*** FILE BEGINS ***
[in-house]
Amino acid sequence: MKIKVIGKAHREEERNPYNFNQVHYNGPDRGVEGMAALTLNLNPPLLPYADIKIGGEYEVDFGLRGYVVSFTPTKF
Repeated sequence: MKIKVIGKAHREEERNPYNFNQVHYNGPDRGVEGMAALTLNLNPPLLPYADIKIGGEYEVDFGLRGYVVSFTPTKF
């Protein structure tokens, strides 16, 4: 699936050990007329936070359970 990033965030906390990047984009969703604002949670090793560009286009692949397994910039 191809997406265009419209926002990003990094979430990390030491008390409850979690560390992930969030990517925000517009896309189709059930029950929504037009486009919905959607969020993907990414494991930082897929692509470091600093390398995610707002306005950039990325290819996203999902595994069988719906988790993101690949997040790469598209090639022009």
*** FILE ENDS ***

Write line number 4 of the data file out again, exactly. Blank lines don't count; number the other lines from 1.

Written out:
């Protein structure tokens, strides 16, 4: 699936050990007329936070359970 990033965030906390990047984009969703604002949670090793560009286009692949397994910039 191809997406265009419209926002990003990094979430990390030491008390409850979690560390992930969030990517925000517009896309189709059930029950929504037009486009919905959607969020993907990414494991930082897929692509470091600093390398995610707002306005950039990325290819996203999902595994069988719906988790993101690949997040790469598209090639022009």